I cannot count the times I have asked myself, “Is there something wrong with my child?” Between my expectations and the expectations of others, I have seriously wondered.
Now, let me explain. The other day, I walked into the living room and found my 7-year-old trying to climb the walls. Then, the next day, I walked down to the basement to do laundry, and my nine-year-old was hanging upside down (using his hands) from a chain that was once used for a punching bag. So, when I say that I have questioned whether they are normal or not, I mean it.
If your child is constantly chewing on things, hates wearing certain fabrics, and complains about strange sounds, to the point of having a meltdown, then there may be a reason why your child does not behave normally. First things first, normal is overrated. Every child is unique and different. so, if you want to help them, accept them. Allow them to be their weirdest self, it’s okay. Secondly, kids are more sensitive to overstimulation and their senses. They can easily get overwhelmed. So, let us begin to understand the truth behind the myths.
1. If my child is always climbing and jumping, something isn’t right.
In response to uncomfortable sensory issues, a child can be under or over-responsive. One response is to feel an increased need for movement, which allows them to try to fix an unmet need.
2. Their overreaction is ‘bad kid’ behavior.
When children display their emotions overtly, we tend to call them bad. However, when children are overwhelmed or more sensitive to noises and other senses, they are likely to respond by facing it head-on or by retreating.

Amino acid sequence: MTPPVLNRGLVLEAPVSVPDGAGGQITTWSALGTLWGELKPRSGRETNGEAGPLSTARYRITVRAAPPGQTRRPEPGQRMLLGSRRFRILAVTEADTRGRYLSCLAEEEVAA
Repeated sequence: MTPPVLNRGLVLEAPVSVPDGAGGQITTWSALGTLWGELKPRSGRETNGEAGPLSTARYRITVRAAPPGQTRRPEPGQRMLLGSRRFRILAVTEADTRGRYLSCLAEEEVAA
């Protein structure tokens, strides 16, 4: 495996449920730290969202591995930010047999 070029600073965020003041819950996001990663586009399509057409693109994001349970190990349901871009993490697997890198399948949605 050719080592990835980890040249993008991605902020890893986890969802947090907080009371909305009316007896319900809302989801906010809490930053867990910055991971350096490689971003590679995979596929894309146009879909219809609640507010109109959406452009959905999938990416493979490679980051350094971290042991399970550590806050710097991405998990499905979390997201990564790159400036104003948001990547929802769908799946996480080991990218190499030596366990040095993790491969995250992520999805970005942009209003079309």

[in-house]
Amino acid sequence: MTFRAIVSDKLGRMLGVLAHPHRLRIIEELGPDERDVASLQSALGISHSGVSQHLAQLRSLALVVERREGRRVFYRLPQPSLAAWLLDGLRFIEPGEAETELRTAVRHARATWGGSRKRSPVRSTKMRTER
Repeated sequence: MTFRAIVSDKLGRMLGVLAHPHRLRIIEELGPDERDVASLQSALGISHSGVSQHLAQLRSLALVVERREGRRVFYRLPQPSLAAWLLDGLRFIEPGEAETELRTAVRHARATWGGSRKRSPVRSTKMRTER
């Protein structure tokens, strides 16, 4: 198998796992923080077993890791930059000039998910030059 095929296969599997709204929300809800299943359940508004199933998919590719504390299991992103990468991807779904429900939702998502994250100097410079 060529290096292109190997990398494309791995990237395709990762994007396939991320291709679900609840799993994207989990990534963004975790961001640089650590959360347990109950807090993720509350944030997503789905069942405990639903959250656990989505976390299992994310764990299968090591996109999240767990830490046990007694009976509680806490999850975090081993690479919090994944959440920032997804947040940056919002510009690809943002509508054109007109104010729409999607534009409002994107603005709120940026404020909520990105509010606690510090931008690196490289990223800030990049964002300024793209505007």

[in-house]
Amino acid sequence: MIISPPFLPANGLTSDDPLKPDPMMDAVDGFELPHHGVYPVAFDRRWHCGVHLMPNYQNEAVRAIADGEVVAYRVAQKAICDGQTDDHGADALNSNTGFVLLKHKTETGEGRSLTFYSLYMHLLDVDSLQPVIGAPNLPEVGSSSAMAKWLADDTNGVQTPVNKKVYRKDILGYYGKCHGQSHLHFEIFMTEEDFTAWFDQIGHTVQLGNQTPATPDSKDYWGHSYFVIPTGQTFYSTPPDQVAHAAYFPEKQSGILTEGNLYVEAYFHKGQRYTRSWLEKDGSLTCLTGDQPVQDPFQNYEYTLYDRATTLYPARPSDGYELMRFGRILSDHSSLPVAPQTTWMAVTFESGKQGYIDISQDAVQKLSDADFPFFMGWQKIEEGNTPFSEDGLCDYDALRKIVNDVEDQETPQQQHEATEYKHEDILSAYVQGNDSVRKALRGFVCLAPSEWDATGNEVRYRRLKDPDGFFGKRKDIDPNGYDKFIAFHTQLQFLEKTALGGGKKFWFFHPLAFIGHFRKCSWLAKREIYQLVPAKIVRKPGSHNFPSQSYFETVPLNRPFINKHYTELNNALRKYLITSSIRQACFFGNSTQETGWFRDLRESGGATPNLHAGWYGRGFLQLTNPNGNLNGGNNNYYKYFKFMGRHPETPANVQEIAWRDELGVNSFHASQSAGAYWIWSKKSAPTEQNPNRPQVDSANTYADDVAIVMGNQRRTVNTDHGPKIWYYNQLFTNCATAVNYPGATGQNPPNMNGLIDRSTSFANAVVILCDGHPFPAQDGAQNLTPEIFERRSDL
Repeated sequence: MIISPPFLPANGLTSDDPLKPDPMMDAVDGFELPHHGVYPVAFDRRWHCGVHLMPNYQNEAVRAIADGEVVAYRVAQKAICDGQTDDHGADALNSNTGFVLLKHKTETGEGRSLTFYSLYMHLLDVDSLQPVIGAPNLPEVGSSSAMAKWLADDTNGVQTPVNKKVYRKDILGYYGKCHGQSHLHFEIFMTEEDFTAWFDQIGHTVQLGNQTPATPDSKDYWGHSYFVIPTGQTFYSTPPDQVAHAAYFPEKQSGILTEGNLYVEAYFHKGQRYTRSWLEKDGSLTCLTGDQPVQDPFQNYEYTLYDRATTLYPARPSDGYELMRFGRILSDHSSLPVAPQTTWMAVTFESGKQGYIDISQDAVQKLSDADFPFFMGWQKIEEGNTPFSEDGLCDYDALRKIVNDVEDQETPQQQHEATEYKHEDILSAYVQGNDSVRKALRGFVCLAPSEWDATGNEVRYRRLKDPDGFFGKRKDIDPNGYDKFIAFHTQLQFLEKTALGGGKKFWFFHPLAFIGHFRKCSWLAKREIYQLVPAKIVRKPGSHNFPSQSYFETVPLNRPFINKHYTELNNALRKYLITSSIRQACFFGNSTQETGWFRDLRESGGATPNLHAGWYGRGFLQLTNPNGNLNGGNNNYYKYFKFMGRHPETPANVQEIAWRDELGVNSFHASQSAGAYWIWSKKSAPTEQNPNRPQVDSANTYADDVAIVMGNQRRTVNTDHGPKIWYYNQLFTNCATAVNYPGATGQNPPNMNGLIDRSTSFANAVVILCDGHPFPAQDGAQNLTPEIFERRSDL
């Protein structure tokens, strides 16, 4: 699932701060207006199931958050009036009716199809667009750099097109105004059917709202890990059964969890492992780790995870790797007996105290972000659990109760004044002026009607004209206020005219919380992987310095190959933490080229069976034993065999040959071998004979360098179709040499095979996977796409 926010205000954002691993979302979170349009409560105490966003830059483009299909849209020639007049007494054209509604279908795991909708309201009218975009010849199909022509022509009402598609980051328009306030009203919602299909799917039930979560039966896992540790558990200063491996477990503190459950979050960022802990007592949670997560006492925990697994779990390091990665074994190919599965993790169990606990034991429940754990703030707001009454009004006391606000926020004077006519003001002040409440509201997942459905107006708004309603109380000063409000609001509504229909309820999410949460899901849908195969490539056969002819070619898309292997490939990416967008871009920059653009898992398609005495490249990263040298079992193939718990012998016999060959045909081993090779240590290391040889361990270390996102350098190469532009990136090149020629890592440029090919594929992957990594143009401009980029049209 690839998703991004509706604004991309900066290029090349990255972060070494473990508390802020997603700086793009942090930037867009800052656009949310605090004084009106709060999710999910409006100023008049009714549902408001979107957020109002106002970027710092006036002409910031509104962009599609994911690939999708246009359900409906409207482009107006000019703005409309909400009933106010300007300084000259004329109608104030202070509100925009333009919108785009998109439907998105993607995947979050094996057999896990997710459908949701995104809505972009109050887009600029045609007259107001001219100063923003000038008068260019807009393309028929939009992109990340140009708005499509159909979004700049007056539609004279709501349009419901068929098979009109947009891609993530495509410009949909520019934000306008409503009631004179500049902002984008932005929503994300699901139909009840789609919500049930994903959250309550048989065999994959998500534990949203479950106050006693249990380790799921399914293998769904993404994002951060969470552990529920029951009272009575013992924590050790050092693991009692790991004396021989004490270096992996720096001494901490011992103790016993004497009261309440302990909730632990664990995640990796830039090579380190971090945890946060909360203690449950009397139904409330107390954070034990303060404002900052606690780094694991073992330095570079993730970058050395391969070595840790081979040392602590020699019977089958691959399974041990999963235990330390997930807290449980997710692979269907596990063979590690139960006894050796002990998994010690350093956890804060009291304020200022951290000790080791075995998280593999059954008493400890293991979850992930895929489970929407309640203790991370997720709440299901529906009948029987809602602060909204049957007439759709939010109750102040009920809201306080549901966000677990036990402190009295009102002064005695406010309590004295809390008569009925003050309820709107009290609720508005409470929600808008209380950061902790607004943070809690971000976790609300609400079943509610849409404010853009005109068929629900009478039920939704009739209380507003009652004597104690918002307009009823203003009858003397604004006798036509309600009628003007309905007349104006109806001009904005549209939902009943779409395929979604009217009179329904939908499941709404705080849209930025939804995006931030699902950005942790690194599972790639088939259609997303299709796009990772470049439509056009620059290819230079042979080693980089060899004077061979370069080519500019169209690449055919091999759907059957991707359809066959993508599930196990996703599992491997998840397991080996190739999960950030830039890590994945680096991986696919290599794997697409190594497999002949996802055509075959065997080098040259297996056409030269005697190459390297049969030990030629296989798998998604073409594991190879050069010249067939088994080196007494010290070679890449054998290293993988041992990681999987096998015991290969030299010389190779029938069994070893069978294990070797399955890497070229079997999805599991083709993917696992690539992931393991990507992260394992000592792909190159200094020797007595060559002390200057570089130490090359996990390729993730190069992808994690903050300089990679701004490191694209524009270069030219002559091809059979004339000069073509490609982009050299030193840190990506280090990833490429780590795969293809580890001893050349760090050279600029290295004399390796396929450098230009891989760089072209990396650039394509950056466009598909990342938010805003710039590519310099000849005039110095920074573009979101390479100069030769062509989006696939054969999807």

3. They are picky or just eat too much.
Some children love to eat a lot, while others may feel uncomfortable with certain foods that stimulate their mouths uncomfortably. In turn, they may try to avoid certain textures and tastes which can make mealtimes a struggle.
4. Their meltdowns are ‘bad kid’ behavior.
If your child is having a meltdown over small things, it could very well be a normal response for them. What I mean, is that if your child is having a meltdown because heir clothes feel weird, it is very likely that the sensory stimulation is too much.
5. Your child doesn’t understand boundaries.
If your child is crawling all over people and constantly in others’ space, it doesn’t necessarily mean they are bad or don’t understand boundaries. Instead, it could be a sign that they are struggling with body awareness. While they need proprioceptive input or they might seem unresponsive when told they are in other’s spaces, it could be that they don’t realize they are too close.
6. Your child willfully refuses to look at things or people.
If your child is covering their eyes or squinting, it isn’t always that they or just don’t want to look because they are trying to ignore you. Instead, they may be overstimulated and have a hard time focusing. By covering their eyes, they are limiting sensory input, to allow themselves some sense of calm.